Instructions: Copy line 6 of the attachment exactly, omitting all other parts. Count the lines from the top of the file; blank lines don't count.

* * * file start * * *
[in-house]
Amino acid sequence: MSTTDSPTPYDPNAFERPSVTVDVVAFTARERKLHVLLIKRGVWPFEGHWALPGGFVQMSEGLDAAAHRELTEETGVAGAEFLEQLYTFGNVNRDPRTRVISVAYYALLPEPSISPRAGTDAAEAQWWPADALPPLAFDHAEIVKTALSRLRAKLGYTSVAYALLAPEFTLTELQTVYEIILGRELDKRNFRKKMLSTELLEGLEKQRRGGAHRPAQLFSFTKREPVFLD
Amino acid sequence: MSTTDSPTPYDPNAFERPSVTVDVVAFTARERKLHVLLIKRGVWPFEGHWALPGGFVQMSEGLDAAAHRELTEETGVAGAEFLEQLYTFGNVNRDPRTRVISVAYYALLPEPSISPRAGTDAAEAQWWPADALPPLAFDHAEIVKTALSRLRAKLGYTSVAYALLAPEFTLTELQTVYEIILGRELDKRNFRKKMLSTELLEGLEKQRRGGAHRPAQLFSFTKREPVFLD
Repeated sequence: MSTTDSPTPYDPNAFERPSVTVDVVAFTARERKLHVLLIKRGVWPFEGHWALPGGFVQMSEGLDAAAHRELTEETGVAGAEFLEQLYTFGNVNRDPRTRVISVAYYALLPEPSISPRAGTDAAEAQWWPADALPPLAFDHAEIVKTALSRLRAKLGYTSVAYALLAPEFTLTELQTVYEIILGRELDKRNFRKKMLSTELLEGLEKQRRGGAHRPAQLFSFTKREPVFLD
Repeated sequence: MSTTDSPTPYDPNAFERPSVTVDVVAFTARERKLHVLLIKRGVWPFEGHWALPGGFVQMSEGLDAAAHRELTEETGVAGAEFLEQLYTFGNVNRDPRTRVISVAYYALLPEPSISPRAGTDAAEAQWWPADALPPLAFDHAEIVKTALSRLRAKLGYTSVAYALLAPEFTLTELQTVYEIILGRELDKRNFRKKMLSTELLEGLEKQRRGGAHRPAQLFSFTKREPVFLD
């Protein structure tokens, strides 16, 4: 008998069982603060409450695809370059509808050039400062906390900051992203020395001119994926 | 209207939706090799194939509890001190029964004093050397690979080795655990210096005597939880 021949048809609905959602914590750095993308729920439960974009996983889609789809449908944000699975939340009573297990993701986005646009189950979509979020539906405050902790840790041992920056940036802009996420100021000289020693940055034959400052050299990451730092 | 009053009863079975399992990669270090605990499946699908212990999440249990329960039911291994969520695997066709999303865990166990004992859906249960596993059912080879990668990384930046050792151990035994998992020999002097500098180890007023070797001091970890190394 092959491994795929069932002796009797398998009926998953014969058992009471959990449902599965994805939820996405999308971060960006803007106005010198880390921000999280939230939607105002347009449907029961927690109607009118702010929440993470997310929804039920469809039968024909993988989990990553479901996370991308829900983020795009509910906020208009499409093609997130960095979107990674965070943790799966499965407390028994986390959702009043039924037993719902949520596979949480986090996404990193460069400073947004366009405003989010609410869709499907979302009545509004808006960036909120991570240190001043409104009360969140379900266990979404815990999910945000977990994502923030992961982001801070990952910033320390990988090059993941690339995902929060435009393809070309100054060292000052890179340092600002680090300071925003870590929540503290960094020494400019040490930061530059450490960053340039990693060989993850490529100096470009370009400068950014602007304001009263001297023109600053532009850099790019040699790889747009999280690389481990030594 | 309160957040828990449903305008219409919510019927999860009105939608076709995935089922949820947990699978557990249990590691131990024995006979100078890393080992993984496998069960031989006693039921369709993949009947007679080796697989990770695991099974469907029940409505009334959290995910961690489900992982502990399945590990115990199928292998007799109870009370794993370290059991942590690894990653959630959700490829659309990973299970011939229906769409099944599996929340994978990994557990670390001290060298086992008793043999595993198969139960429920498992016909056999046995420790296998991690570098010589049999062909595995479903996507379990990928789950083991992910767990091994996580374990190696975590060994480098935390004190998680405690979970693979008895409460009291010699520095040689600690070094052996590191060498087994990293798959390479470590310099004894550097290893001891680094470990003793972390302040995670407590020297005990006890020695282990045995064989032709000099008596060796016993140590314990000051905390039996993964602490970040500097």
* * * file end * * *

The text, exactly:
């Protein structure tokens, strides 16, 4: 008998069982603060409450695809370059509808050039400062906390900051992203020395001119994926 | 209207939706090799194939509890001190029964004093050397690979080795655990210096005597939880 021949048809609905959602914590750095993308729920439960974009996983889609789809449908944000699975939340009573297990993701986005646009189950979509979020539906405050902790840790041992920056940036802009996420100021000289020693940055034959400052050299990451730092 | 009053009863079975399992990669270090605990499946699908212990999440249990329960039911291994969520695997066709999303865990166990004992859906249960596993059912080879990668990384930046050792151990035994998992020999002097500098180890007023070797001091970890190394 092959491994795929069932002796009797398998009926998953014969058992009471959990449902599965994805939820996405999308971060960006803007106005010198880390921000999280939230939607105002347009449907029961927690109607009118702010929440993470997310929804039920469809039968024909993988989990990553479901996370991308829900983020795009509910906020208009499409093609997130960095979107990674965070943790799966499965407390028994986390959702009043039924037993719902949520596979949480986090996404990193460069400073947004366009405003989010609410869709499907979302009545509004808006960036909120991570240190001043409104009360969140379900266990979404815990999910945000977990994502923030992961982001801070990952910033320390990988090059993941690339995902929060435009393809070309100054060292000052890179340092600002680090300071925003870590929540503290960094020494400019040490930061530059450490960053340039990693060989993850490529100096470009370009400068950014602007304001009263001297023109600053532009850099790019040699790889747009999280690389481990030594 | 309160957040828990449903305008219409919510019927999860009105939608076709995935089922949820947990699978557990249990590691131990024995006979100078890393080992993984496998069960031989006693039921369709993949009947007679080796697989990770695991099974469907029940409505009334959290995910961690489900992982502990399945590990115990199928292998007799109870009370794993370290059991942590690894990653959630959700490829659309990973299970011939229906769409099944599996929340994978990994557990670390001290060298086992008793043999595993198969139960429920498992016909056999046995420790296998991690570098010589049999062909595995479903996507379990990928789950083991992910767990091994996580374990190696975590060994480098935390004190998680405690979970693979008895409460009291010699520095040689600690070094052996590191060498087994990293798959390479470590310099004894550097290893001891680094470990003793972390302040995670407590020297005990006890020695282990045995064989032709000099008596060796016993140590314990000051905390039996993964602490970040500097």